FRANKFURT (Reuters) - German lender M.M. Warburg’s pretax profit fell more than 40 percent last year as it set aside 44.5 million euros (39.2 million pounds) to cover potential costs related to its alleged involvement in Germany’s highest profile tax evasion scandal.
Pretax earnings fell to 17.4 million euros in 2017 from 29.7 million a year earlier, Warburg said on Thursday.
German prosecutors and tax authorities are investigating 417 suspected cases of so-called dividend stripping in Germany that resulted in 5.3 billion euros of unpaid taxes.
Dividend stripping, also known as “cum-ex” transactions, involved buying a stock just before losing rights to a dividend, then selling it, taking advantage of a now-closed legal loophole that allowed both buyer and seller to claim tax credits.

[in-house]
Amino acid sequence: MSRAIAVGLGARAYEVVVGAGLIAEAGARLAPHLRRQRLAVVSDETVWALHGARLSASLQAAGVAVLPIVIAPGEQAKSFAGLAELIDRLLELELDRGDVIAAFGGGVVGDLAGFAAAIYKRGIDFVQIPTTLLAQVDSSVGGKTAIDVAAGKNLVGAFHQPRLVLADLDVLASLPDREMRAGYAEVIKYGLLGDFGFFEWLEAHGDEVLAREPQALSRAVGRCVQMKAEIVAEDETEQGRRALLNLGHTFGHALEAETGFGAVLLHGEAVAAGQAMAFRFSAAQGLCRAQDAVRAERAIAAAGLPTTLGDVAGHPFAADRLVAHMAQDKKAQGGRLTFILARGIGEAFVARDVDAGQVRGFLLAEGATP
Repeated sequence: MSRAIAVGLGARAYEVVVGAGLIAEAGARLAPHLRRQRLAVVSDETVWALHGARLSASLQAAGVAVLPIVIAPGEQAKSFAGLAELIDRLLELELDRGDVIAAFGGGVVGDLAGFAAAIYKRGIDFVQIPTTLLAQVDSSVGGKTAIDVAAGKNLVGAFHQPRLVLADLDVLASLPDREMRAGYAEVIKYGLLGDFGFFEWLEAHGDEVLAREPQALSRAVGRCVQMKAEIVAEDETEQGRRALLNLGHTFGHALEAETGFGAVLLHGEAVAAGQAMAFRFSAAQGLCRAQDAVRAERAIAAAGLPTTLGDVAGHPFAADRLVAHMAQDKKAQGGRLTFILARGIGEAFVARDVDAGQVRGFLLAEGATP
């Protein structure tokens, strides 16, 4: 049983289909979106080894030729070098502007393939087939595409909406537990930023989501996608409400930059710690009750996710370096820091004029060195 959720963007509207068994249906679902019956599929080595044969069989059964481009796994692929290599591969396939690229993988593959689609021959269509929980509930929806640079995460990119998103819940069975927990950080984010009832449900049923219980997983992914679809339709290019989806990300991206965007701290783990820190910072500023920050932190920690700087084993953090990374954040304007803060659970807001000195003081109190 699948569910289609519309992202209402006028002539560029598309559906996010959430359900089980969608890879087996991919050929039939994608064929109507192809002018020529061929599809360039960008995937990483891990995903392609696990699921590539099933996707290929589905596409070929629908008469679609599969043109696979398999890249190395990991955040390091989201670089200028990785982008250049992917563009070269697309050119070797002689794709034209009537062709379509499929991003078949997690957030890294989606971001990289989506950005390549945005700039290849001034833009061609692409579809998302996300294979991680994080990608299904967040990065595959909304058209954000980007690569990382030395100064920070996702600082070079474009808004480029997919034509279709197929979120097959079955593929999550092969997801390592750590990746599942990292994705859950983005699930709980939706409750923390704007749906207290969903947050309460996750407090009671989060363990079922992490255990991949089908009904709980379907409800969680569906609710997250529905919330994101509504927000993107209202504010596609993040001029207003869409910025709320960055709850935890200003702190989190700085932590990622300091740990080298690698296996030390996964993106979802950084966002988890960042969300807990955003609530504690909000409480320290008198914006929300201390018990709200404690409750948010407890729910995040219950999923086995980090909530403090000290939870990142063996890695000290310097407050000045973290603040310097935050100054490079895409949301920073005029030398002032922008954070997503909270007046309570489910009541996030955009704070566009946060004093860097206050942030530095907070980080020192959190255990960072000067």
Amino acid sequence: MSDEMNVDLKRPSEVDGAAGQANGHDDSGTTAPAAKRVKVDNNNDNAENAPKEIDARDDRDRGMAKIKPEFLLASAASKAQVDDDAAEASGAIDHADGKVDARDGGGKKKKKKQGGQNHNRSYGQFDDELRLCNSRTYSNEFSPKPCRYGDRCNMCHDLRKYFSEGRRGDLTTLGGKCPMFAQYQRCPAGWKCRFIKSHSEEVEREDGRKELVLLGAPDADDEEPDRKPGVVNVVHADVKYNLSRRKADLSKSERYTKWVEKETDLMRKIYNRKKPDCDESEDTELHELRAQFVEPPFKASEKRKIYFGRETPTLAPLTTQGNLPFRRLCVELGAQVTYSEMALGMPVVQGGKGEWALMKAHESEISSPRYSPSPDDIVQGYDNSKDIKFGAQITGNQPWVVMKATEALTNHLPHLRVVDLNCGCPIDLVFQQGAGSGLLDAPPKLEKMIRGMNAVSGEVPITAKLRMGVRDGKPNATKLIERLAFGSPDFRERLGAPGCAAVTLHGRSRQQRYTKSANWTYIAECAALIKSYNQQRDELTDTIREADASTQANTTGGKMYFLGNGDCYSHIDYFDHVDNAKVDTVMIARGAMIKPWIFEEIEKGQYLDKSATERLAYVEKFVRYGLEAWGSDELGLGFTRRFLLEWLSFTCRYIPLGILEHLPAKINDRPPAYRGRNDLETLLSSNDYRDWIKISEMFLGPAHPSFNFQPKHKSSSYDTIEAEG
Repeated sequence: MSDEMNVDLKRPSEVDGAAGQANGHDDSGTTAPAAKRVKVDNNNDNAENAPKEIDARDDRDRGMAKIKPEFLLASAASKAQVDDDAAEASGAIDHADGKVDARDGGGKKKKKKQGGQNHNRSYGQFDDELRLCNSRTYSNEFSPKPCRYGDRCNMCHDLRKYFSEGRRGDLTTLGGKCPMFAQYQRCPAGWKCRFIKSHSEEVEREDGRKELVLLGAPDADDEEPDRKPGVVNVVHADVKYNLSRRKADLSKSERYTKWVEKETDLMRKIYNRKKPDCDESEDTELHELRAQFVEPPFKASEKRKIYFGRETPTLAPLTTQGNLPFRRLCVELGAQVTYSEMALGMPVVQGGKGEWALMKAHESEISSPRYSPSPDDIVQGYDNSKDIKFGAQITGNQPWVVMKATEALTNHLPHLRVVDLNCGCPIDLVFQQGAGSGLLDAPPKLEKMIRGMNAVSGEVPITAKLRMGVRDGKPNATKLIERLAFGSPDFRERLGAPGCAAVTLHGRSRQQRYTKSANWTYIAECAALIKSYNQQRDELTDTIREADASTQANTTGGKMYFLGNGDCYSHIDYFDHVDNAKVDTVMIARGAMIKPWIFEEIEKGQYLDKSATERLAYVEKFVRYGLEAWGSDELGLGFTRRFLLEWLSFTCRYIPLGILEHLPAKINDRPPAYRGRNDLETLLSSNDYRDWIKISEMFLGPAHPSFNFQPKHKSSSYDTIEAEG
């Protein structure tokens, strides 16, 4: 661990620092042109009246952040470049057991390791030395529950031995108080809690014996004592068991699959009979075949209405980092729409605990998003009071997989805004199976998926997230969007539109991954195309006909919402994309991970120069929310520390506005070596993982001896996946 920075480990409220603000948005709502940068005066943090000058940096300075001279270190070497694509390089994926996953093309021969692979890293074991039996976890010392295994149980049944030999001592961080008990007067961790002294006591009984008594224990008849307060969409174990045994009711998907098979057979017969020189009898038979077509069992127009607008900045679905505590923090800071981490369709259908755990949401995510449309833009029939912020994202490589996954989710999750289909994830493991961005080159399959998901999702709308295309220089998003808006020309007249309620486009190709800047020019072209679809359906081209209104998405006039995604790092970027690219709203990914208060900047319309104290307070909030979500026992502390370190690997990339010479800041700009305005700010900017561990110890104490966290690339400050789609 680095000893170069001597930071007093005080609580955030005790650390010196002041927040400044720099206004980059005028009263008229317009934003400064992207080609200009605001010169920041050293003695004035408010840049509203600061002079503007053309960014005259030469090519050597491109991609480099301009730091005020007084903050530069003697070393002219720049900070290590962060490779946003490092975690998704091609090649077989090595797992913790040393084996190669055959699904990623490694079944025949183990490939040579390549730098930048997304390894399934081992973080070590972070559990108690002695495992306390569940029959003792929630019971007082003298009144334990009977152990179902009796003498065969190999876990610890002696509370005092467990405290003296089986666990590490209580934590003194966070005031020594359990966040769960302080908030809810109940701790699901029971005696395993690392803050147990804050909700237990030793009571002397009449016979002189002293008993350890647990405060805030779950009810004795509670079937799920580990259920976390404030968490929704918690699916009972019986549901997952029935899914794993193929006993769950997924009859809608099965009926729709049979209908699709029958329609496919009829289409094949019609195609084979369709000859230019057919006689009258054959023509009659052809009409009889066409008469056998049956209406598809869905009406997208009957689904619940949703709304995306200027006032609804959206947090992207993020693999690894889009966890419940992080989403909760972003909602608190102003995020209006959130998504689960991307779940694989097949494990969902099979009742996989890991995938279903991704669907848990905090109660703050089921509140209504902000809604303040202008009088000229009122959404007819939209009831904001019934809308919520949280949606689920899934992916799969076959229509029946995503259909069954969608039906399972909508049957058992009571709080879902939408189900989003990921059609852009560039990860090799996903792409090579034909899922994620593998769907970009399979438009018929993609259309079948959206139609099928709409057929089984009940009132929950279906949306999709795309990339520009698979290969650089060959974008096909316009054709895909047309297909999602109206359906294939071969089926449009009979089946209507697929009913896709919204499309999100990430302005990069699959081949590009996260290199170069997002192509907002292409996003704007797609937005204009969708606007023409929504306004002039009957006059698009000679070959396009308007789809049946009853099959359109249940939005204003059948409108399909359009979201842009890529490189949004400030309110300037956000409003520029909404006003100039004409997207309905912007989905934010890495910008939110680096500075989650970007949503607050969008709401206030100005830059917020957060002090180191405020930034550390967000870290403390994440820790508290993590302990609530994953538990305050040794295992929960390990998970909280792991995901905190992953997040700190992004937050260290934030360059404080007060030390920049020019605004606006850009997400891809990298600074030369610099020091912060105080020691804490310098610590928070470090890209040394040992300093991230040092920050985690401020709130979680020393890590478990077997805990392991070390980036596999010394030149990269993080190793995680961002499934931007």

Investigations into the use of such schemes by a number of banks in Germany have been going on for several years.
Warburg said that from 2007 to 2011 it performed proprietary share trades, around the time the loophole existed.
However, it added: “Senior management is convinced that its tax treatment of the transactions complies with all legal requirements.”
The public prosecutor in Cologne has been investigating senior managers and employees at the bank since 2016, following initials suspicion of tax evasion.
In 2017, the tax authorities revoked the 2010 tax offset notice for Warburg. The bank has appealed this decree.
As the possibility of related claims being brought against Warburg cannot be ruled out, the bank had set aside an amount of money that covers in full the tax and interest receivables for 2010 and 2011, Warburg said.
Reporting by Arno Schuetze; Editing by Mark Potter